Tata Steel wraps up jumbo refinancing

Indian steel giant Tata Steel wraps up jumbo $3.1 billion refinancing with 34 lenders, giving it breathing room.

Tata Steel, the Indian steel group, has wrapped up its $3.1 billion multi-currency loan facility, attracting a total of 34  lenders and giving it some breathing room as the company struggles with a slump in the demand for steel in Europe.

The company operates in the highly cyclical steel industry and was faced with covenants tightening in 2015. Its refinancing package enables it to push out its debt maturity profile and gives it more flexibility at a challenging time for the company.

The loan, which is expected to be signed at the end of December, is part of a massive $7 billion refinancing package that will go towards paying Corus debt and raising money for Tata Steel's Singapore entity. According to two sources familiar with the matter, it has been allocated to lenders.

"Refinancing gives them some more breathing space before they do a debt reduction through an asset sale or by the improvement of the performance," Vishal Kulkarni, an analyst at S&P, told FinanceAsia.

However, he added that the refinancing has not improved the company's financial ratios and Tata Steel remains highly leveraged, with a debt-to-Ebitda level of about four to 4.5 times.

Tata Steel had plenty of relationship banks to lean on and saw strong commitments of about $900 million from lenders through the syndication process, which launched in mid October. However, only about $600 million was allocated to the banks. "We had to heavily scale back allocations," said one source familiar with the matter.

Across both the senior and general syndication, the company drew commitments in excess of $2 billion and allocated about $1.5 billion.

The deal marked Tata Steel's return to the international loan market for the first time since 2010. The company was borrowing through its Singapore entity Tata Steel Global for the first time, through two facilities; namely a $700 million five-year term loan and a $800 million seven-year term loan. The facilities were unsecured but offered a letter of comfort from Tata Steel. Ten lenders put in commitments during general syndication, according to a second source familiar with the matter. 

Tata Steel was also borrowing through Tata Steel Netherlands. The two facilities were a £700 million six-year revolving credit facility and a €370 million five-year term loan, which were secured by Corus assets and offered a deed of undertaking from Tata Steel.  Seven lenders put in commitments during generation syndication, the second source added.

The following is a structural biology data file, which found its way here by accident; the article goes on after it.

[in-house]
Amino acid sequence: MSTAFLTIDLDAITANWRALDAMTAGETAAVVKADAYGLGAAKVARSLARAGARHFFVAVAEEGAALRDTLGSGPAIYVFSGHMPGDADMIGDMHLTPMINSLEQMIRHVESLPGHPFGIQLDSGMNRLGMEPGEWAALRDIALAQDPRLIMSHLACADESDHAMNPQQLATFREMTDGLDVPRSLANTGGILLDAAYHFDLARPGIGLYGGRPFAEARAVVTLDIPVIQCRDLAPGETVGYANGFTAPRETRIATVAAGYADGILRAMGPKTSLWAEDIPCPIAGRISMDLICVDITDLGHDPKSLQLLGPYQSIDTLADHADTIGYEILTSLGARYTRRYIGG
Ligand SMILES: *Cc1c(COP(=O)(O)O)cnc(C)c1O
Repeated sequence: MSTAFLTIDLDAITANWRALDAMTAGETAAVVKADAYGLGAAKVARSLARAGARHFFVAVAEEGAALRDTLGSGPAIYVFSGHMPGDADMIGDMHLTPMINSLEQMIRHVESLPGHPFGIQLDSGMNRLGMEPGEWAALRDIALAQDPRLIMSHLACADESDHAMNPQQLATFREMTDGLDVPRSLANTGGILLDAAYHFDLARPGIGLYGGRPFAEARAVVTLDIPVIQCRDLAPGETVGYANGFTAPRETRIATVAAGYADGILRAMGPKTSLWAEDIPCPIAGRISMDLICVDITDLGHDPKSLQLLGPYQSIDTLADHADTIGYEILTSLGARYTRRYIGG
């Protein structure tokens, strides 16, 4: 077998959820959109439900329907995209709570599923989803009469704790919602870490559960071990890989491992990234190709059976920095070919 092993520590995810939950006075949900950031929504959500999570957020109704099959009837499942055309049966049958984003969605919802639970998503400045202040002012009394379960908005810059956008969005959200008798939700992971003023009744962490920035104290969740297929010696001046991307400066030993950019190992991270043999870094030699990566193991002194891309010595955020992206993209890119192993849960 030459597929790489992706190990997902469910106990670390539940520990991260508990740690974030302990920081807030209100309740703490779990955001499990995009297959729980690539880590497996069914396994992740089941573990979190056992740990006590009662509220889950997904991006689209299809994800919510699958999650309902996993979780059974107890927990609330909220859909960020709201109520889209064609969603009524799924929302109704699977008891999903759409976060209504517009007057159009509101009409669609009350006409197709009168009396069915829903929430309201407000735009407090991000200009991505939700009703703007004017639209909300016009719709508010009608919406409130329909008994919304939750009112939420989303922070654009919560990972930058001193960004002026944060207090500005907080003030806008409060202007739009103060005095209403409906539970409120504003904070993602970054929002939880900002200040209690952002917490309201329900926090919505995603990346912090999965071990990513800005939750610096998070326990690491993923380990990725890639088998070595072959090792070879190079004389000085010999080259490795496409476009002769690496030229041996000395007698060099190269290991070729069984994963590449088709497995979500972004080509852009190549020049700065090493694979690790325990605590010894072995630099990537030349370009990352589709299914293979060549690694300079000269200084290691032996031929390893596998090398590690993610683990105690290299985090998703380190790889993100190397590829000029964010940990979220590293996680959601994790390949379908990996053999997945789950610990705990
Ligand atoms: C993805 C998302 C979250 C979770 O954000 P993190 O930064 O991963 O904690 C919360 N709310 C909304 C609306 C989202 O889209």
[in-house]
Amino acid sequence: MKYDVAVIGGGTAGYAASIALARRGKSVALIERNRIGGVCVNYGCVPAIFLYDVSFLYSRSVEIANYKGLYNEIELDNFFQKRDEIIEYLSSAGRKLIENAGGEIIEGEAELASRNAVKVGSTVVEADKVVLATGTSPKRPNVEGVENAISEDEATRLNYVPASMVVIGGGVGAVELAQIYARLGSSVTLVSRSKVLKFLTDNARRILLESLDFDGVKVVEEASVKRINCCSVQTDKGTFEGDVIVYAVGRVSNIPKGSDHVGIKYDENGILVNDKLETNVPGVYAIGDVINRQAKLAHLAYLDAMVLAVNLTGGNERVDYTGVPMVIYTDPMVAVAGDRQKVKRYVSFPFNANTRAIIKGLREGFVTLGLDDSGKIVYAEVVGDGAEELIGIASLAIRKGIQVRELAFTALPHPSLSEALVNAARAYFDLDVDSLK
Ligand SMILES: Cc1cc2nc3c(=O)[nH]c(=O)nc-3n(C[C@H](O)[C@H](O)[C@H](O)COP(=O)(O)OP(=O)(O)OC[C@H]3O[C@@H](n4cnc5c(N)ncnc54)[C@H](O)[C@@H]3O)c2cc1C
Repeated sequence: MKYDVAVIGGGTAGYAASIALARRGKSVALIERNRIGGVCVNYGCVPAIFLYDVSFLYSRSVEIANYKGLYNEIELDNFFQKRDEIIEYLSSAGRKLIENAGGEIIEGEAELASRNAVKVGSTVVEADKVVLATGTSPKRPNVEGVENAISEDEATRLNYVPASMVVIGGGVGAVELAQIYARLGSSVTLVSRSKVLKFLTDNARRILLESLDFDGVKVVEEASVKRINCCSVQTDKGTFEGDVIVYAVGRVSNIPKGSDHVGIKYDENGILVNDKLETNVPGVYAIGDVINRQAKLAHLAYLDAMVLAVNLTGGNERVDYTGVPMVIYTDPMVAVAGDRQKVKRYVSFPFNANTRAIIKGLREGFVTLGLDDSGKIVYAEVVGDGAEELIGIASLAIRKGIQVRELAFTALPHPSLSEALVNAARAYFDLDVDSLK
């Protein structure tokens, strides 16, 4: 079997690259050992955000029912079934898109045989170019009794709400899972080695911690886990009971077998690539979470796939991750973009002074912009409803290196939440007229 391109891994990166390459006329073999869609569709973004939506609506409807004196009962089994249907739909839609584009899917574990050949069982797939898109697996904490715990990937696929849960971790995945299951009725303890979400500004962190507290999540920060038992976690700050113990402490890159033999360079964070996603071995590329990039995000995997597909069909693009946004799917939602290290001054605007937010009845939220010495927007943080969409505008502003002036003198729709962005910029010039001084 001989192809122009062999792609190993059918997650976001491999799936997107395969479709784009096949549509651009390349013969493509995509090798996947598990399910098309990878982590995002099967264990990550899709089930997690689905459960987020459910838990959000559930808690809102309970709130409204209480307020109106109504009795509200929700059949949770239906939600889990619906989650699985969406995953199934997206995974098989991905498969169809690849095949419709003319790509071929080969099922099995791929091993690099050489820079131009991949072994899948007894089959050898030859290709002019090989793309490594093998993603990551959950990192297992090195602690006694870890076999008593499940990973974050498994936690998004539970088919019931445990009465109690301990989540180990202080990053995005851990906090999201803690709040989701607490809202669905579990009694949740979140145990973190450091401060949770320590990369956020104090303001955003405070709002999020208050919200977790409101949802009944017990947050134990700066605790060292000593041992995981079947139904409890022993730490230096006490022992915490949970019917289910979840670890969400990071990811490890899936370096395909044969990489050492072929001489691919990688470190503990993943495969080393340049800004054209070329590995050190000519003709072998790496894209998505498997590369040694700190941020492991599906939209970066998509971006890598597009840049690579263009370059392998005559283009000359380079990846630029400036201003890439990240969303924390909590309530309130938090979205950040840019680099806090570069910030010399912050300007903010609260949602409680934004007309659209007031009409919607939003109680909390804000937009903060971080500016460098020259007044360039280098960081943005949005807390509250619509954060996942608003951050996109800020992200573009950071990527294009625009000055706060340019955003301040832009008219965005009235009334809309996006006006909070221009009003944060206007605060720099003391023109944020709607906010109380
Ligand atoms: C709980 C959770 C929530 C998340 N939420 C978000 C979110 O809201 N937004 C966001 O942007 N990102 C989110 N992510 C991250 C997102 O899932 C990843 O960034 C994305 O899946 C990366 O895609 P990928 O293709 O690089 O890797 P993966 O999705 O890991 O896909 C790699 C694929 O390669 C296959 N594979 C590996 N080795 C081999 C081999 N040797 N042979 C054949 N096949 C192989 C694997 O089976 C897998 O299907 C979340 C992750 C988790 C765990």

Only one lender put in commitments for both Tata Steel Netherlands and Tata Steel Global facilities.

During general syndication, Abu Dhabi Commercial Bank, Bank Muscat, Bank of Philippines Island, Commercial Bank International, DNB, Export-Import Bank of India, Fuyo General Lease, Syndicate Bank, Union National Bank and Westpac came in with junior roles.

Bank of Boroda, Burgan Bank, HDFC Bank, ICBC and Intesa Sanpaolo came in too, joining ICICI Bank, ING and SMBC as mandated lead arrangers.

Mandated lead arranger bookrunners were ANZ, Bank of America Merrill Lynch, Bank of Tokyo Mitsubishi, BNP Paribas, Citi, Credit Agricole, Deutsche Bank, HSBC, Rabobank, RBS and Standard Chartered. Axis Bank, Emirates NBD, First Gulf Bank, Mizuho and Societe Generale joined as mandated lead arranger bookrunners during senior syndication, which had launched in August.

The Tata Steel Global five and seven-year facilities paid margins of Libor plus 280bp and 315bp respectively. The Tata Steel Netherlands six and five-year facilities paid margins of 343bp over sterling Libor and 315bp over Euro Libor.

A separate portion of the refinancing package, which was a €1.8 billion seven-year facility underwritten by State Bank of India, had closed syndication previously. 

State Bank of India retained €1.04 billion. ICICI Bank was allocated €300 million, Bank of India, Bank of Baroda, Syndicate Bank, Export-Import Bank of India were each allocated €100 million and SBI Mauritius was allocated €60 million. The facility paid a spread of 420bp over Libor.

Selling assets

With its refinancing package more or less concluded, Tata Steel is expected to sell assets to cut debt. Tata Steel in October announced the signing of a memorandum of understanding with Geneva-based global commodities company Klesch Group to undertake due diligence and negotiations for the potential sale of Tata Steel's long products Europe business.

The potential deal covers covers several UK-based assets including Tata Steel's Scunthorpe steelworks, mills in Teesside, Dalzell and Clydebridge in Scotland as well as other operations in France and Germany.

However, the sales has yet to be concluded. "We are still in the early days in terms of finding what kind of valuations or debt reduction it [the sale of long products Europe] would mean," said S&P's Kulkarni.

The company has already been paring assets. In April, Tata Steel sold its 50% stake in Dhamra Port in India and in 2013, it sold a 4.4% stake in Titan Industries to its parent Tata Sons.

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